Sunday, January 4, 2004


Confirmed. Little brother leaves for Iraq on Wednesday. I can't even speak those words aloud yet. He's going to be driving a hummer... I just can't stand it.

For my historical fiction project, I've been reading a book by Edward Robb Ellis, titled Echoes of Distant Thunder, Life in The United States 1914-1918. He wrote the following of President Wilson on the edge of what would come to be known as World War I:

"Wilson then began to talk about the consequences to the United States. He had no illusions about the fashion in which America was likely to fight the war. He said when a war got going, it was just war and there weren't two kinds. War required illiberalism at home to reinforce the men at the front. We couldn't fight Germany and maintain the ideals of government that all thinking men shared."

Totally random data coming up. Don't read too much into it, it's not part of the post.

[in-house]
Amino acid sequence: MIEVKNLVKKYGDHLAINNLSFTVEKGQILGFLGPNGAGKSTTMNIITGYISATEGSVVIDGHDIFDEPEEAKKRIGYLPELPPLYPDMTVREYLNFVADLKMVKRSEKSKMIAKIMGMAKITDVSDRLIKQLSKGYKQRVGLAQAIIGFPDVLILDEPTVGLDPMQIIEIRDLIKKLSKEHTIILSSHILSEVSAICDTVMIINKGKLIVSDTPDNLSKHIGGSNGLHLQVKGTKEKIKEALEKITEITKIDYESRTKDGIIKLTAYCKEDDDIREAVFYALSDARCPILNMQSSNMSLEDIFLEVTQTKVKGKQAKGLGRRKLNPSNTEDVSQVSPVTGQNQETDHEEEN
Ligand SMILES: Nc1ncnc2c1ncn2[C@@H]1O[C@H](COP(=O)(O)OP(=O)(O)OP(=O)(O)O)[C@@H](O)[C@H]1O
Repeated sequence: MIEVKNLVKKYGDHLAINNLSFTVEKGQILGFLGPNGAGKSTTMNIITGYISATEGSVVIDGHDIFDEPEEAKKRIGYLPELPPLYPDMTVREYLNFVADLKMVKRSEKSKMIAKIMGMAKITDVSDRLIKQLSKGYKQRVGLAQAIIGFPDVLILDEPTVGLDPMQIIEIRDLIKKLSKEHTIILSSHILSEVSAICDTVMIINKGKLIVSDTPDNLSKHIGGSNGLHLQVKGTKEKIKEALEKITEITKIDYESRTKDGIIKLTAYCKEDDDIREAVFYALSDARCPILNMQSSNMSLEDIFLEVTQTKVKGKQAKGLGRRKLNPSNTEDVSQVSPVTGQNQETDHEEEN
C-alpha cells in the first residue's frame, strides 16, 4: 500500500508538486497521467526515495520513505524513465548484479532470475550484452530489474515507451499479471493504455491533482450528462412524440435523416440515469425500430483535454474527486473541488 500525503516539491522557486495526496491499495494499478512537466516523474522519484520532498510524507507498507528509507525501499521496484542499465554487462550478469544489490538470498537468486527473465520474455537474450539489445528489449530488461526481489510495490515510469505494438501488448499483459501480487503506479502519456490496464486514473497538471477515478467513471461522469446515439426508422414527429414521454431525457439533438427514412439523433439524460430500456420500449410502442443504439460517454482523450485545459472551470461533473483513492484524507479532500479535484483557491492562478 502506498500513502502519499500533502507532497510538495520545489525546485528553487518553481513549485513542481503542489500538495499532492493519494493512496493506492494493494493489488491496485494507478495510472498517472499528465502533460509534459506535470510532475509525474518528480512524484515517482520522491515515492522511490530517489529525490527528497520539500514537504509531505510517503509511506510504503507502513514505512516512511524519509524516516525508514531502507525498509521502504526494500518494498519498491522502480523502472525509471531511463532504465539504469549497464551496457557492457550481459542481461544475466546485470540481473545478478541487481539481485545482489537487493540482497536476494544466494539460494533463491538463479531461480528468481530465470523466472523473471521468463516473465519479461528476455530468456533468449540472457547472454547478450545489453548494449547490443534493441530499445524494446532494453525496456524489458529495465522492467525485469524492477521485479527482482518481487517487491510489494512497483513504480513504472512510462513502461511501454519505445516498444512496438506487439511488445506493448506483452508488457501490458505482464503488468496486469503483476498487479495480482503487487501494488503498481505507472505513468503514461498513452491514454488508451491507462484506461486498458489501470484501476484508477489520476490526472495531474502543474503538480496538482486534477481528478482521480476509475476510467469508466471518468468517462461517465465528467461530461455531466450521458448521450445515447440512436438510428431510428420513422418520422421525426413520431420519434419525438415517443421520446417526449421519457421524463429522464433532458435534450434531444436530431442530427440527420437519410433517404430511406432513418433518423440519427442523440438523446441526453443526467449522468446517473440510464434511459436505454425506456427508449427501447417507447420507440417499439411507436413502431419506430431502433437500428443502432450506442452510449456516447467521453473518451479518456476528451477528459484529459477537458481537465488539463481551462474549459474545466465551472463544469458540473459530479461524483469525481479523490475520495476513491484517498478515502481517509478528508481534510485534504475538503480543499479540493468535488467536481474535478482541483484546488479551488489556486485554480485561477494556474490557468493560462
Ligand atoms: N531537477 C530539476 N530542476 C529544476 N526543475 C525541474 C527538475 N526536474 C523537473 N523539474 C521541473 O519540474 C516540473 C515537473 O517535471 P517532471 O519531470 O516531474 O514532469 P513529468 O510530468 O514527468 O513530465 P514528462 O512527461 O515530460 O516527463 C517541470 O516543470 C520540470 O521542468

According to Ellis, Wilson said "once lead this people into war and they'll forget there ever was such a thing as tolerance. To fight you must be brutal and ruthless, and the spirit of the ruthless brutality will enter into the very fiber of our national life, infecting Congress, the courts, the policeman on the beat, the man in the street. Conformity would be the only virtue, and every man who refused to conform would have to pay the penalty."

Ellis wrote that "Wilson confessed his fear that the Constitution would not survive war, that free speech and the right of assembly would vanish."

Interesting words to consider in the context of today... the PATRIOT Act and similar legislation... FBI presence at anti-war protests... the list goes on and on...

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